29 June 2011

Gouging consumers on gas

So the gas pumps in the province are prone to error in favour of retailers, as CBC reports.

Well, sort of.

We don’t know how many gas pumps there are in the province but CBC reports that of the 962 examined over a two year period, nine percent didn’t pump accurately.

Of the nine percent, 56% erred in favour of the retailer.  Logically, the remaining  44% didn’t pump the right amount but the consumer benefited.

But do the math on that to understand if you had a “decent chance” of not getting the right gas amount as the CBC story asserts. 

Fifty-six percent of nine percent of 962 works out to be 48.

48 out of 962.

That works out to be 4.9%.

So at any time you are buying gas, about five percent of the pumps across the province could be reading incorrectly in favour of the retailer.

Four percent of the pumps will make mistakes in your favour.

Gasoline watchdog George Murphy thinks that federal government officials should inspect every gas pump in the province twice a year in order to stop this. Taxpayers would bear the full freight for that, most likely.

Seems like a bit of overkill given the number of errors is relative small.

If you want to stop gouging consumers, it would be far easier and far less costly to consumers if we simply got rid of  the gas price fixing scheme the provincial government runs.  People like George Murphy agitated for that in order to protect consumers.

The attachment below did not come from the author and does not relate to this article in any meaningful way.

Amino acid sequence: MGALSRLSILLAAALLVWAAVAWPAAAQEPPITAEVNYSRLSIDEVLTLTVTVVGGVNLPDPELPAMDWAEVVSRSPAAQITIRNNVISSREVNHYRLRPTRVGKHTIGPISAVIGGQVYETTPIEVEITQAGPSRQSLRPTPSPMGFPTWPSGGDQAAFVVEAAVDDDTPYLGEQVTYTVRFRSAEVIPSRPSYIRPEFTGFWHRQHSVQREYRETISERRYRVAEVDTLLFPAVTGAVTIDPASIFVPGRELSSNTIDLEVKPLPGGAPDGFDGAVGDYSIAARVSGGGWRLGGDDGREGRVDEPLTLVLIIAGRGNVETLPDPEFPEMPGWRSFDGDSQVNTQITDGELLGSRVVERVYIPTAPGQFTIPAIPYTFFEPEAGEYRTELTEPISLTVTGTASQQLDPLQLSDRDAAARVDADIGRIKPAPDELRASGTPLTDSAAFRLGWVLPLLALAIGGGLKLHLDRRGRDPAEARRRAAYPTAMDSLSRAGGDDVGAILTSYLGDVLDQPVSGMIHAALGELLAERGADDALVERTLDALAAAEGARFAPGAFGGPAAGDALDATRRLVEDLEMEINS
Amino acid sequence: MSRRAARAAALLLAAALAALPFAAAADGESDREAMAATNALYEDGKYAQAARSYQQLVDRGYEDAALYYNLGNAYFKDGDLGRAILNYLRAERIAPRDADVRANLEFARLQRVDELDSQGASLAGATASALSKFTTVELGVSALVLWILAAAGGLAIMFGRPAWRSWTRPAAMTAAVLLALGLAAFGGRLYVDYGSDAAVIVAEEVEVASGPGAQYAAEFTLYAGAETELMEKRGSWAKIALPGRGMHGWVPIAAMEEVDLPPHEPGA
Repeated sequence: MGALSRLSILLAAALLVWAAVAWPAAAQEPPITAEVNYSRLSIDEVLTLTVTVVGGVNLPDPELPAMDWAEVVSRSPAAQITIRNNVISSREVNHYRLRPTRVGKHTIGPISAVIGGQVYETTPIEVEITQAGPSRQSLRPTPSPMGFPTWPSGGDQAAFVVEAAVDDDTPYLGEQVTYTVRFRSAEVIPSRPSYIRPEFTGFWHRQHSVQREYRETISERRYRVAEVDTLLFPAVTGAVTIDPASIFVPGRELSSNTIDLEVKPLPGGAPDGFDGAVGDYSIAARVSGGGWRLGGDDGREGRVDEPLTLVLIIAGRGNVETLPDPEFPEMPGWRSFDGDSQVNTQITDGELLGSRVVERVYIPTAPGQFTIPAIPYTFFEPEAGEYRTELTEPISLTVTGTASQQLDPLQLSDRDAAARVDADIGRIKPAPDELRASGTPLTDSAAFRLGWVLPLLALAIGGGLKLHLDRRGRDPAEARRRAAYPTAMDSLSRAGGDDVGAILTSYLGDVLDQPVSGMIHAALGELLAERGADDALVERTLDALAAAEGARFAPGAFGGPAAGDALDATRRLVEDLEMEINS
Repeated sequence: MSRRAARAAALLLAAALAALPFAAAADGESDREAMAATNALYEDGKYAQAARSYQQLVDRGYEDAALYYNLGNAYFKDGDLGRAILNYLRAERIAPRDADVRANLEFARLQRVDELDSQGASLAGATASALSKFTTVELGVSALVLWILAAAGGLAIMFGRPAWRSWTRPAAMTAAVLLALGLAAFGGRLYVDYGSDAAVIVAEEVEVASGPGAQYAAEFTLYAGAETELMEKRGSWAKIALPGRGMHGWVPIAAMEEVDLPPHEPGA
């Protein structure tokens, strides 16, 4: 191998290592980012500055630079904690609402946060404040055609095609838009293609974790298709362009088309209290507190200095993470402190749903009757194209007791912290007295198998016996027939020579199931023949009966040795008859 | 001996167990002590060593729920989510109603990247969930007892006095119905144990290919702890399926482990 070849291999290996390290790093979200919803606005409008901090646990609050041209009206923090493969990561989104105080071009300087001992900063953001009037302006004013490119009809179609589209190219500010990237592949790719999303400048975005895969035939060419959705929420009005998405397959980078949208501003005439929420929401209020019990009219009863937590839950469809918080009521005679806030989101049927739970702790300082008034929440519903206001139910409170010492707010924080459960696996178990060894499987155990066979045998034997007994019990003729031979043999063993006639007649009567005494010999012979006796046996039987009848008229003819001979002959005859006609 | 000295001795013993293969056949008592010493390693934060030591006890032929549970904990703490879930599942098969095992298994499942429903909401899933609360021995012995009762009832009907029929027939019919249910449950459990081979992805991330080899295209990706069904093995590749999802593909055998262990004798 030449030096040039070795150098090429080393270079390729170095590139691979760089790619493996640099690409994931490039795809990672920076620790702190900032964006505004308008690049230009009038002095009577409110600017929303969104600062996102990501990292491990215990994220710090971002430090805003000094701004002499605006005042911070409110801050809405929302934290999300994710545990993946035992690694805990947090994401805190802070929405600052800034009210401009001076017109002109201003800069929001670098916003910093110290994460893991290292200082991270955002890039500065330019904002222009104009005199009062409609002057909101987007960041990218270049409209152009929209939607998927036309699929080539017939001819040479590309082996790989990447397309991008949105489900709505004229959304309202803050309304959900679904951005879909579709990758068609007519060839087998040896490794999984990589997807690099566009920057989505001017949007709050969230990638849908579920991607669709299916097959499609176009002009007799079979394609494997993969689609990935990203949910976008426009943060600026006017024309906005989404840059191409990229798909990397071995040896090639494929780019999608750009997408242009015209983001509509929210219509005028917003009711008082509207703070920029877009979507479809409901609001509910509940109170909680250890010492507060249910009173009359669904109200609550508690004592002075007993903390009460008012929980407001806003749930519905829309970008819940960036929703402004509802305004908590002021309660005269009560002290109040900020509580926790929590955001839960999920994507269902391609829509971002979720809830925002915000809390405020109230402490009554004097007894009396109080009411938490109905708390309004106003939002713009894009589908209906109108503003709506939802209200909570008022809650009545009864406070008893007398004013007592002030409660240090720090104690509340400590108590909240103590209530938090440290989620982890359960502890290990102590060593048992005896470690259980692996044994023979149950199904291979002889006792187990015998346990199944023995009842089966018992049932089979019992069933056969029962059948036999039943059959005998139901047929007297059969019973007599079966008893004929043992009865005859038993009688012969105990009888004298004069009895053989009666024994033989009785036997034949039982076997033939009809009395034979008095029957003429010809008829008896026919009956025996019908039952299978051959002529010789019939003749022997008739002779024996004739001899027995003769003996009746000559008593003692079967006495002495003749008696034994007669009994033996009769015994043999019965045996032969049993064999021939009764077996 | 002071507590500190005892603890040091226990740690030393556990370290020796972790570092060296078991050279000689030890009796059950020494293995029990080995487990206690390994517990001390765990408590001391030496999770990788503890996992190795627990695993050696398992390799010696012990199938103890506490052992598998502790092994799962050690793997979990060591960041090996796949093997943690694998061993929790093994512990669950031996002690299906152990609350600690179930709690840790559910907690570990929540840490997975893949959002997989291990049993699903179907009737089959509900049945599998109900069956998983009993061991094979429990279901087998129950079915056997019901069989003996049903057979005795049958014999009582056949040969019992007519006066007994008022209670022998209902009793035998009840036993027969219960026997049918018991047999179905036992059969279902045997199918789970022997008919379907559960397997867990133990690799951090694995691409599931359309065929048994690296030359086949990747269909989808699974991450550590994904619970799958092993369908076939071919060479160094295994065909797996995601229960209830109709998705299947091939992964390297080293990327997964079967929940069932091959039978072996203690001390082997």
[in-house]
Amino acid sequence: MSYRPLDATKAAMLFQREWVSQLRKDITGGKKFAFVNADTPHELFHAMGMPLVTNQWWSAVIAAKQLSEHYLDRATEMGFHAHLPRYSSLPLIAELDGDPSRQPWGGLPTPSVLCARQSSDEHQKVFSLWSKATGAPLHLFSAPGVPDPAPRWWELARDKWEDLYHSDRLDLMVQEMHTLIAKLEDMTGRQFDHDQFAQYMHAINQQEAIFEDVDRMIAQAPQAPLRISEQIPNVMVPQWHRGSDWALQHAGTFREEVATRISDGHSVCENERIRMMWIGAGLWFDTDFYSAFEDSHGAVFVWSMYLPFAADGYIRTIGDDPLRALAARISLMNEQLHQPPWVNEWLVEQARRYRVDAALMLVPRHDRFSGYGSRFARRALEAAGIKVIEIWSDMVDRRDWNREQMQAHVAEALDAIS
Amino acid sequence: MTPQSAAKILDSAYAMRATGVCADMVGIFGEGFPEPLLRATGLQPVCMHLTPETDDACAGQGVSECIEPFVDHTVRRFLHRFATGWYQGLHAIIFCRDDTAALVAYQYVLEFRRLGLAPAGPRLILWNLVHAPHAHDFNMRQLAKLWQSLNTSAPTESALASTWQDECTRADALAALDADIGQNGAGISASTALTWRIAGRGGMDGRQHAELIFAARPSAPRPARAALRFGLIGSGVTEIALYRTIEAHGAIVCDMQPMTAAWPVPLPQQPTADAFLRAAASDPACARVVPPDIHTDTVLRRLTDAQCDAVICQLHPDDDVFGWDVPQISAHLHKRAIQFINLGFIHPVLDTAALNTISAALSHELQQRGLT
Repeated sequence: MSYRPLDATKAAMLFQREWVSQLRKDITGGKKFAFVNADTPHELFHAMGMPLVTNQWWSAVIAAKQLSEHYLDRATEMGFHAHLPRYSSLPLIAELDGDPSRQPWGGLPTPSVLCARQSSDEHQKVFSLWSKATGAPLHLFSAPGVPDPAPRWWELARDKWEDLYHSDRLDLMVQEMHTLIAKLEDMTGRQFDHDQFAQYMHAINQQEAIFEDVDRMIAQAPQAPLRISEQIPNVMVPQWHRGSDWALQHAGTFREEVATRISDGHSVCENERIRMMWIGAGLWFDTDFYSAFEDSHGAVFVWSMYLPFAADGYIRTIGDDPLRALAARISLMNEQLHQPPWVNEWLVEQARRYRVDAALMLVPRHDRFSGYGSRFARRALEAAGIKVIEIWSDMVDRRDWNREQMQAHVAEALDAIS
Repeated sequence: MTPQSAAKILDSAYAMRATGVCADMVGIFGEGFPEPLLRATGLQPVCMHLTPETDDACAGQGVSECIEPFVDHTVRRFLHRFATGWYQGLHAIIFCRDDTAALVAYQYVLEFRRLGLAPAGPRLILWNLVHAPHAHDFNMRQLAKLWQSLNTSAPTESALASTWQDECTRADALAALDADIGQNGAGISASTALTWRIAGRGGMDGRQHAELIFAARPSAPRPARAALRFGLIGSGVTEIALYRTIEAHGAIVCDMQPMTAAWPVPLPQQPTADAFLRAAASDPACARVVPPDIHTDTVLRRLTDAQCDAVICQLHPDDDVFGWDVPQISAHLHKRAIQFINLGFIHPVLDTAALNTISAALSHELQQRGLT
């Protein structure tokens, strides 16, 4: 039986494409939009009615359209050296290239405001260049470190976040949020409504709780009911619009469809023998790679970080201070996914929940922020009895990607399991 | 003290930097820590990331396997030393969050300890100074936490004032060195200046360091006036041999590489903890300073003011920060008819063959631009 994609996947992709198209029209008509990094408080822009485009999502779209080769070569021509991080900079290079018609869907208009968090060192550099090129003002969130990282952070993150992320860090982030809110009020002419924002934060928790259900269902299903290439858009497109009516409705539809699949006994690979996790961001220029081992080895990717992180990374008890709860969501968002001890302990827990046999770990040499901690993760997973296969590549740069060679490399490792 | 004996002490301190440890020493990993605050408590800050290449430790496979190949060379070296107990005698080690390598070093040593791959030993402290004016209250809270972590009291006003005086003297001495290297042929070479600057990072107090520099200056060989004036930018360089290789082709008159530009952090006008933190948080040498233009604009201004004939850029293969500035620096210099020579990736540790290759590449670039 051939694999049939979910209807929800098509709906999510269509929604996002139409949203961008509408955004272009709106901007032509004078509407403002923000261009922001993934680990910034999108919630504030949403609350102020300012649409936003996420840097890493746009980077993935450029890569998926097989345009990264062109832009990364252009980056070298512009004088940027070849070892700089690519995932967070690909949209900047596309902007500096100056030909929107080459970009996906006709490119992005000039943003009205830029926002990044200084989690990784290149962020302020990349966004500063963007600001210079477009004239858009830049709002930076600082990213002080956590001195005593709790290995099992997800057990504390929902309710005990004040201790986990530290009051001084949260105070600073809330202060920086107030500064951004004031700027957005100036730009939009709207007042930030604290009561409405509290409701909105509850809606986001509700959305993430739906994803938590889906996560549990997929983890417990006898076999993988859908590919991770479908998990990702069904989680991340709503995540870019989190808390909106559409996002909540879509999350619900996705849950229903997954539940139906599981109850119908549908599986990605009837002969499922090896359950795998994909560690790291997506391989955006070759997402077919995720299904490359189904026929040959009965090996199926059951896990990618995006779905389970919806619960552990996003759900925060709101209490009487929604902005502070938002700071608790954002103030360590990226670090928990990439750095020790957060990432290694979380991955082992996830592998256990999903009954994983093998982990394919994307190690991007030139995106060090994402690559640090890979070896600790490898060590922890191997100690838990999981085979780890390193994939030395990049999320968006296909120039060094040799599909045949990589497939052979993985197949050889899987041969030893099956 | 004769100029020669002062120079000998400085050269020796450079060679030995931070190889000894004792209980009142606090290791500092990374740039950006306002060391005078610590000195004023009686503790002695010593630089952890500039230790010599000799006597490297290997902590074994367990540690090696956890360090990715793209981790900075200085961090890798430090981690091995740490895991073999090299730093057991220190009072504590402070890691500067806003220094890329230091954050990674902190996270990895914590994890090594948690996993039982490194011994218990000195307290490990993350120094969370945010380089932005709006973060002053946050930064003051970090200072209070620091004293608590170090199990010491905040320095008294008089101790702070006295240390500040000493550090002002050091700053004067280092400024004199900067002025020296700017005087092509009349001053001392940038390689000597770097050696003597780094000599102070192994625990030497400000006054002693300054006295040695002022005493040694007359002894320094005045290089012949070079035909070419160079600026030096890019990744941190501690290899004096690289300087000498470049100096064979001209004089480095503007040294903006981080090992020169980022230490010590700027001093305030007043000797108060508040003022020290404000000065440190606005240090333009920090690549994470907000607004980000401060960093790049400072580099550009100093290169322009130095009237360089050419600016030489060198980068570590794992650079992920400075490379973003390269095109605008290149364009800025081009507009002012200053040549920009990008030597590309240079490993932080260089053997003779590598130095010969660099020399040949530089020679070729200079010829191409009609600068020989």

As it turned out, the government price fixing scheme gouges the people pumping gas into their cars 100% of the time.  The only people who benefit from it are gasoline retailers and the provincial government and they benefit from the price fixing scheme 100% of the time.

Five percent chance you could lose some money versus 100% chance of getting hosed.

There’s gouging and then there’s gouging, obviously.

That’s math anyone can follow.

- srbp -


Mark said...

There's a longer, national CBC story that provides a bit more context. Both stories focus on the larger number - i.e. the percentage of errors that go a certain way- rather than the more important number - i.e. the percentage of pumps with errors. I guess "always stick the bigger number up front" is one of those things they teach at J school.

Anyway, if you're scandalized by inaccurate gas pumps or other measuring devices, (the nozzles on helium tanks, perhaps) the relevant Act and Regulations are under revision, and subject to some sort of public consultation, here.

Send your beef to:

MC Legislative Review
Standards Building
151 Tunney’s Pasture Driveway
Ottawa ON K1A 0C9

Darrin Marshall said...


I have very brief experience in natural gas and electric meter calibrations. I imagine when these regulations come into affect, there will be a representative from the retailer present, and someone who would represent consumer.

I notice he talked about number of errors, but not about the magnitude of the errors. In addition, don't all measuring devices have some error? I'm not completely up-to-date on petro measuring devices but surely there is some acceptable margin of error? No discussion about this in the article though. Unfortunately this is not uncommon.

In my opinion, the "CBC News investigation" was in fact a simple access to information and the article by the CBC News itself is written simply to stir the average idiot.

Edward Hollett said...

Thanks Mark and Darrin for the added info.

I suspect you are right, Darrin. This is likely a case of getting a sheaf of papers and writing a story based on it and not much else. Gas prices are a sensitive issue with consumers and any suggestion they are being had usually gets a strong reaction.